Download the full description of this project: ESR10: Fragment evolution platform – molecular simulations
For efficient hit optimisation, a thorough understanding of fragment-‐protein binding is necessary. Computer‐aided drug design (CADD) approaches are able to generate accurate molecular models that integrate available structural data with biochemical and biophysical screening data. In this project, a computational platform will be established that will help to study the binding kinetics of fragment‐protein and ligand‐protein binding.
1.Development of fast simulation-‐based methods for fragment screening and evolution.
2. Comparison of unbiased (association) and biased (dissociation) MD simulations for binding mode prediction and virtual fragment screening.
3. Integration of simulation-‐based methods within the fragment evolution platform.
4. Prospective application of simulation-‐based methods.
The ESR will initially apply computational methods developed in the group (MDmix, Dynamic Undocking) to existing projects, and then proceed to implement advanced sampling molecular dynamics methods that extend the applicability of our current tools. The specific problems of fragment binding mode identification, virtual fragment screening and fragment evolution will be examined with several alternative approaches that will be systematically compared. Optimized protocols will be developed for specific problems and integrated within a fragment evolution platform that will be developed in parallel. The methods will be evaluated prospectively in collaboration with other ESRs.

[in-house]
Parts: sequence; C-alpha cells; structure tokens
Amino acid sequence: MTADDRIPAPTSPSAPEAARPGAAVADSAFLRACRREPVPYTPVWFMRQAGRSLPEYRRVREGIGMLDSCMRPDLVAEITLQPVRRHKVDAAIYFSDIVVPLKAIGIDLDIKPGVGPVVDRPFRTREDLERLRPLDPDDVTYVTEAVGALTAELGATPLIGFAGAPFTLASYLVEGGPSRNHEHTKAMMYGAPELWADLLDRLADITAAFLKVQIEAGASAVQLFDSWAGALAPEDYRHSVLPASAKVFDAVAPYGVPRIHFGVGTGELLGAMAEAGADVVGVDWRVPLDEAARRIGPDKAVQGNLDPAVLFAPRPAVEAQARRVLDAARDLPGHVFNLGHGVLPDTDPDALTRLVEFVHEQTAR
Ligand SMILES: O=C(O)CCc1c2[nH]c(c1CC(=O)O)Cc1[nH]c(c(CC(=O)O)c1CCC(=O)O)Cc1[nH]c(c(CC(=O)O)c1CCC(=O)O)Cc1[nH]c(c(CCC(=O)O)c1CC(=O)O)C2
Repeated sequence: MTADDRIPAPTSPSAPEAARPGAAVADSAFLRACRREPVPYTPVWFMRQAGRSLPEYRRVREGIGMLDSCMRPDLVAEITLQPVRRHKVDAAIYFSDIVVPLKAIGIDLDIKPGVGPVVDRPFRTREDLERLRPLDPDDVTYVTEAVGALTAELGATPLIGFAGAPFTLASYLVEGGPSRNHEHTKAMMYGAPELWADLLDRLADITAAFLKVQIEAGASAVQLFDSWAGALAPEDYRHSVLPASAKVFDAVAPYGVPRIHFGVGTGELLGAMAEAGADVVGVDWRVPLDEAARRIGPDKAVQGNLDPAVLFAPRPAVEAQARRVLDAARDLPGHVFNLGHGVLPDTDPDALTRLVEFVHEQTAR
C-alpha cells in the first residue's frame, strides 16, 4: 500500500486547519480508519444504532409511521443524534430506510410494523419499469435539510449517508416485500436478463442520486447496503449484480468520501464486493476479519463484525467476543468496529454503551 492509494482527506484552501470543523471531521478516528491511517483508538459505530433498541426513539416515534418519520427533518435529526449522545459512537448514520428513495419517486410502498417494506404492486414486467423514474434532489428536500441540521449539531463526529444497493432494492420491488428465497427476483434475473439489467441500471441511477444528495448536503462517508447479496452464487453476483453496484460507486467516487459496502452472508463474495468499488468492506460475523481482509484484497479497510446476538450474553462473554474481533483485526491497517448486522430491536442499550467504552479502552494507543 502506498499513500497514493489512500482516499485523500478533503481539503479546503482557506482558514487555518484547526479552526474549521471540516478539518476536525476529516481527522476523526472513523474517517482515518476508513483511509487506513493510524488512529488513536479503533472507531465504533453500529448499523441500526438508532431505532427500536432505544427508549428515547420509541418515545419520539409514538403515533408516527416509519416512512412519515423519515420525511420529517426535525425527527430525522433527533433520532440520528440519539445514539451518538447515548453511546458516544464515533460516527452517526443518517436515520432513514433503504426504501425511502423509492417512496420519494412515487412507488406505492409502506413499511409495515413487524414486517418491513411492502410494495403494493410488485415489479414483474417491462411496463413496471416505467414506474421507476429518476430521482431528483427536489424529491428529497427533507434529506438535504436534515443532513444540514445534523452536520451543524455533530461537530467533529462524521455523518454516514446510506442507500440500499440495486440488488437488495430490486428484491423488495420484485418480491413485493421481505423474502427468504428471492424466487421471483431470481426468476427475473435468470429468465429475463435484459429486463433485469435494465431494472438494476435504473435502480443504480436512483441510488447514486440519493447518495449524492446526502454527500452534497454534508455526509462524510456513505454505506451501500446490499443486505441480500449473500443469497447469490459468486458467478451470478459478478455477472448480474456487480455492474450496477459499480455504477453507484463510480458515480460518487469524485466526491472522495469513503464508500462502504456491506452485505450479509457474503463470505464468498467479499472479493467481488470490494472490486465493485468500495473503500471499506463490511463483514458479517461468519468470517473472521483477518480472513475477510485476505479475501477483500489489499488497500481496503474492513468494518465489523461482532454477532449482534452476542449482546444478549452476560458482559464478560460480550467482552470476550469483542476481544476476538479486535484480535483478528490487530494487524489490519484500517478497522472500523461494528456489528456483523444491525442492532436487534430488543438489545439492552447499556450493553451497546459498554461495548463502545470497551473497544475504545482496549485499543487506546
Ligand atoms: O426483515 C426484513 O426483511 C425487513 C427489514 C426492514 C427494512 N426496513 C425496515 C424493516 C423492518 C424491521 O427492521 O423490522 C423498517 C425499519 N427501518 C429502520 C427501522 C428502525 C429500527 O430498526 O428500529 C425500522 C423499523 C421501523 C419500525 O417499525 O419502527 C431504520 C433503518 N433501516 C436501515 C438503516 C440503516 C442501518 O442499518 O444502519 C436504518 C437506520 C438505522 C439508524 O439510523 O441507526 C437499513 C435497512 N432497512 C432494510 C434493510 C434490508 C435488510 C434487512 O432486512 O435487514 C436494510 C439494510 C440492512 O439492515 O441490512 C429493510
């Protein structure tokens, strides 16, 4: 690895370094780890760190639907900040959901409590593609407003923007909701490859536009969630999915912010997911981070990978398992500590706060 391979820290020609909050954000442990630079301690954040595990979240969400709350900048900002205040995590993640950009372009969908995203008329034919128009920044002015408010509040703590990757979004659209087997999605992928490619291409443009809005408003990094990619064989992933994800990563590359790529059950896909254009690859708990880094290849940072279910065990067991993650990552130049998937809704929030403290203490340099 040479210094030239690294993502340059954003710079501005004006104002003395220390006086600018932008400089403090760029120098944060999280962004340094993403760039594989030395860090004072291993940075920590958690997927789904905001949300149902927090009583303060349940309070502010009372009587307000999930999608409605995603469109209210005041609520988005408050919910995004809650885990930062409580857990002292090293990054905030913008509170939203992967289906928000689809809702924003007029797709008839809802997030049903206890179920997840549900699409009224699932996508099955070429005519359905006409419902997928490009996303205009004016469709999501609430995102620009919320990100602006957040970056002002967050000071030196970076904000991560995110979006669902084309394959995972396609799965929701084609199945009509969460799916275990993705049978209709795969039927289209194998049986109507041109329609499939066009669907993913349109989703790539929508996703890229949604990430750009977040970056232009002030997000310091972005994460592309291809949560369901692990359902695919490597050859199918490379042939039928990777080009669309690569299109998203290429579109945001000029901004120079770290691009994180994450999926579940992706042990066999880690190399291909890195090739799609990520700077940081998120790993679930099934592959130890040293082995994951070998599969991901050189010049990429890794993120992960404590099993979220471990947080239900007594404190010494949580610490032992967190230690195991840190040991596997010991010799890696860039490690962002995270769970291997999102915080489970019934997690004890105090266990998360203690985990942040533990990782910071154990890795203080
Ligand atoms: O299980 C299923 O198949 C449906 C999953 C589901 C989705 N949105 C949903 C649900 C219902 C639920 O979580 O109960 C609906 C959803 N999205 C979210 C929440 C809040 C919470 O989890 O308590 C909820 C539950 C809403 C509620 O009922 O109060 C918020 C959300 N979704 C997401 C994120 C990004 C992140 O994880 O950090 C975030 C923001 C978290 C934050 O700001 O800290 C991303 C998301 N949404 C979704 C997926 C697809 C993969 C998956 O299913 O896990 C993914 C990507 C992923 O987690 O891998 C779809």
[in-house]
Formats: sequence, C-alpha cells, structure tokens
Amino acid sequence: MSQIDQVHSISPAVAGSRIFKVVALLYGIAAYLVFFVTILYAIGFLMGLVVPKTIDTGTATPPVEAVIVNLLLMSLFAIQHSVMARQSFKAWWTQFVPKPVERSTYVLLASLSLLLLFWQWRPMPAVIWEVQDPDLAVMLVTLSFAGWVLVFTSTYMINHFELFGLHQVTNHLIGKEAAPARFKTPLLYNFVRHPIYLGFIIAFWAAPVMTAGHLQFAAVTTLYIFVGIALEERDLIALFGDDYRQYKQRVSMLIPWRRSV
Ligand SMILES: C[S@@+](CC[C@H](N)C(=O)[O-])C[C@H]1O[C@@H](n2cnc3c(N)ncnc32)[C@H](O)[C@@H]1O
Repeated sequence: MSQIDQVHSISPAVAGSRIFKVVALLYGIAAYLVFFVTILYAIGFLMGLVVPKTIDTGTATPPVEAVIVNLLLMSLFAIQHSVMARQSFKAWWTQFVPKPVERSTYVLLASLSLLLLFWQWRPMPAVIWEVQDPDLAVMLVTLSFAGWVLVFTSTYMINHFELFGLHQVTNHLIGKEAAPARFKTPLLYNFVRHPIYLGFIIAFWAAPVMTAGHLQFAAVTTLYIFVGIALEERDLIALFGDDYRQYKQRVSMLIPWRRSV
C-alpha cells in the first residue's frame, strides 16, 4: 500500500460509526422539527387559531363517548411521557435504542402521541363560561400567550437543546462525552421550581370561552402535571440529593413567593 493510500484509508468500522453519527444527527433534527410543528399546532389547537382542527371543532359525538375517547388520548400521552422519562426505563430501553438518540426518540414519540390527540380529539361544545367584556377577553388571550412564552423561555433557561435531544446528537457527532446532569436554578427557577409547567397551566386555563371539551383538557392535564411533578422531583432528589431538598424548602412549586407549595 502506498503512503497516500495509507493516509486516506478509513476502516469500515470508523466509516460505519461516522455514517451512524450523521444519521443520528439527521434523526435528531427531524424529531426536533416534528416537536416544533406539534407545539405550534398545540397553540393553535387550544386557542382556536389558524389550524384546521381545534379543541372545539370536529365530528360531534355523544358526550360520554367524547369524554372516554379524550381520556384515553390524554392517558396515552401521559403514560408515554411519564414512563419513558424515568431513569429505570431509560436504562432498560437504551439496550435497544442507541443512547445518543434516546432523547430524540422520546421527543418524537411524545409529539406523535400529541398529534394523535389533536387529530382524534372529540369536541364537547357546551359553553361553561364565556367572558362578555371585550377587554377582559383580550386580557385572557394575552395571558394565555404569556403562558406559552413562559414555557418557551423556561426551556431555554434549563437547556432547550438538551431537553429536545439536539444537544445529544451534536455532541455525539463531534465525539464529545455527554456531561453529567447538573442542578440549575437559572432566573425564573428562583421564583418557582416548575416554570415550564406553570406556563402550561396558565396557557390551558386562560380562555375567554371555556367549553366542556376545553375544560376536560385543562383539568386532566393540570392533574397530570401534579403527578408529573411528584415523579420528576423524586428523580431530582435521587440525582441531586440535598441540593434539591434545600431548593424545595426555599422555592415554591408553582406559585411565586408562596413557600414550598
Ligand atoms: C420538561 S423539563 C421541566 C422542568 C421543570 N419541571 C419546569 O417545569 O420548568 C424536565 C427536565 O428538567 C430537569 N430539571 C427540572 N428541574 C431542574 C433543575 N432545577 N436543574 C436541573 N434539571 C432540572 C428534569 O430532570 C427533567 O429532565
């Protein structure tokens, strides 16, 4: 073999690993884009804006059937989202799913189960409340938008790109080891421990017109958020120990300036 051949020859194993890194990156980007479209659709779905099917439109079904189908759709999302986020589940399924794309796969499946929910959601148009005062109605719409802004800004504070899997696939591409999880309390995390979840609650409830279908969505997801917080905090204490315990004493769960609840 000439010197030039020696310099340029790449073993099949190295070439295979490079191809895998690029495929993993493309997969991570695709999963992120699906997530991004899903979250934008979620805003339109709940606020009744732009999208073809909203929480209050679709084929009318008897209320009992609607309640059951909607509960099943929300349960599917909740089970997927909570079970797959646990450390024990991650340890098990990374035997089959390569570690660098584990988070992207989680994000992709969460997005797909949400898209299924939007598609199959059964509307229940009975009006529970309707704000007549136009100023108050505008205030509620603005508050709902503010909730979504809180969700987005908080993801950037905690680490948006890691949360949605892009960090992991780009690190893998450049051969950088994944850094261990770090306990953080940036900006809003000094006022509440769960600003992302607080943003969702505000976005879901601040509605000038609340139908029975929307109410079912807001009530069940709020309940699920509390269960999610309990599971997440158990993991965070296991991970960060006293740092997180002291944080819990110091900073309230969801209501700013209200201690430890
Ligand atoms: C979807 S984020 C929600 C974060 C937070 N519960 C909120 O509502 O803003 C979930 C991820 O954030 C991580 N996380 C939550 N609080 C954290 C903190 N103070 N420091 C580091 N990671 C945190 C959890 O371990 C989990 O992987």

Required diploma: MSc Computational Chemistry, Bioinformatics or similar degree and a background in chemistry, physics, pharmaceutical sciences or molecular life sciences. Required expertise: Experience in molecular simulations of biomolecular systems and a solid knowledge of statistical thermodynamics and biophysical methods. Recommended expertise: structural biology, molecular biology or synthetic chemistry would be an advantage. Experience with NMR, ITC, SPR would be highly valued. An interest in computer-‐aided drug design and strong interpersonal skills are essential to establish fruitful collaborations within the consortium.
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